ON THE AGENDA
October 11, 2017
In the scientific community, the big question is not whether action on climate change is required, but what form it should take — and the part that scientists should play. Three Nobel laureates and three early-career researchers gave their thoughts to Nature on the current state of climate action worldwide and the place of science in society.
New Climate Risk Classification Created to Account for Potential “Existential” Threats by UCSD´s Scripps Institution of Oceanography
August 1, 2017
Dr. Mario Molina is co-author of the paper recently featured in PNAS: “Reassessing the atmospheric oxidation mechanism of toluene”.
Aromatic hydrocarbons account for 20 to 30% of volatile organic compounds and contribute importantly to ozone and secondary organic aerosol (SOA) formation in urban environments. The oxidation of toluene, the most abundant aromatic compound, is believed to occur mainly via OH addition, primary organic peroxy radical (RO2) formation, and ring cleavage, leading to ozone and SOA. From combined experimental and theoretical studies, we show that cresol formation is dominant, while primary RO2 production is negligible. Our work reveals that the formation and subsequent reactions of cresols regulate the atmospheric impacts of toluene oxidation, suggesting that its representation in current atmospheric models should be reassessed for accurate determination of ozone and SOA formation. The results from our study provide important constraints and guidance for future modeling studies.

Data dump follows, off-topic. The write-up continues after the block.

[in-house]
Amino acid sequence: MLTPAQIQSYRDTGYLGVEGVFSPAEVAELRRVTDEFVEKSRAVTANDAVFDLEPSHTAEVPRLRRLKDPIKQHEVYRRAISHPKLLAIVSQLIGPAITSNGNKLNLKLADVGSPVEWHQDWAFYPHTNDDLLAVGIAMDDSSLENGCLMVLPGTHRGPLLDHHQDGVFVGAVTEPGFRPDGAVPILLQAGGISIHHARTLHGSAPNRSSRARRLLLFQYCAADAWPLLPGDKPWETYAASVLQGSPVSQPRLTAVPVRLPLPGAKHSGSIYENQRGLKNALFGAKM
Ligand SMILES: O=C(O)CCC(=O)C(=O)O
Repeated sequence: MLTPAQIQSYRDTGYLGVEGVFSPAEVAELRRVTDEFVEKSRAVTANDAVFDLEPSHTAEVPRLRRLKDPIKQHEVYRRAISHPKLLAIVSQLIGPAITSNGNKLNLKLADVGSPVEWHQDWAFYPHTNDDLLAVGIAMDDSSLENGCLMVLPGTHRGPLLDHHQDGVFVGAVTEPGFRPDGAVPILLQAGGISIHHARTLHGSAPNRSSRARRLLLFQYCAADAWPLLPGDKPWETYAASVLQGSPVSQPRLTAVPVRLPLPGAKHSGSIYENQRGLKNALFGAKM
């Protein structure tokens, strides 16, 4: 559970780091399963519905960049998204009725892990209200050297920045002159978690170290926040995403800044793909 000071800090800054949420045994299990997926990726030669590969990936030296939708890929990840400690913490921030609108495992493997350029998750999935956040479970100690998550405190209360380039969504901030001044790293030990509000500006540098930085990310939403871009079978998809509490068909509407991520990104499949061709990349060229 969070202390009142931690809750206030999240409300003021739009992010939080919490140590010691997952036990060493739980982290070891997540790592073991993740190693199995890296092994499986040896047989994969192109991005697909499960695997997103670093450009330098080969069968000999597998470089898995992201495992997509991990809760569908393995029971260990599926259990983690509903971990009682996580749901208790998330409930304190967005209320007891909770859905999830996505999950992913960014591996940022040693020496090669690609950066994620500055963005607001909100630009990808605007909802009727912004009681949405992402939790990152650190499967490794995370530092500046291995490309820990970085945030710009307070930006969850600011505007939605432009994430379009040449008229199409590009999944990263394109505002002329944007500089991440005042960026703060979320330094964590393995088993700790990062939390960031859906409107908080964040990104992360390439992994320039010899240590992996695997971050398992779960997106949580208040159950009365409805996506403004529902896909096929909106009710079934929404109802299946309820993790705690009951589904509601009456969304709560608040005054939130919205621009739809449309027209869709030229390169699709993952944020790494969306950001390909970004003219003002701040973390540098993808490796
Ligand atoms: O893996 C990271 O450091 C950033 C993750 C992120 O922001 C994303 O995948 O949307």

"Reassessing the atmospheric oxidation mechanism of toluene" -PNAS
With concerns about climate change dominating the news (C&EN, June 5, page 14), it’s fitting that the American Chemical Society awarded one of its most recent National Historic Chemical Landmark designation to the 1974 discovery by F. Sherwood Rowland and Mario J. Molina of the University of California, Irvine, that chlorofluorocarbons (CFCs) can lead to ozone depletion. Atmospheric ozone helps absorb potentially damaging ultraviolet radiation. Without it, human life cannot survive.
Research on chlorofluorocarbons designated a chemical landmark. Rowland and Molina’s groundbreaking discovery changed the way humans saw their impact on Earth
Nobel Prize-winning chemical engineer Professor Mario Molina is to visit King’s College London on 22 June. Professor Molina, who won the Nobel Prize for chemistry in 1995, will discuss his work on ‘Climate Change: Science, Policy & Risks’ at a special event as he receives an honorary degree from the university.
A new study out of Harvard University reveals that the protective stratospheric ozone layer above the central United States is vulnerable to erosion during the summer months from ozone-depleting chemical reactions, exposing people, livestock and crops to the harmful effects of UV radiation.
Many in the chemical industry were initially opposed and even attempted to discredit the Nobel Prize winning science of Paul Crutzen, Mario Molina, and Sherwood Rowland. Their work was fundamental in identifying why Ozone was being decomposed. Weather Underground’s Dr. Jeff Masters previously wrote an excellent summary of the skeptic tactics during this period.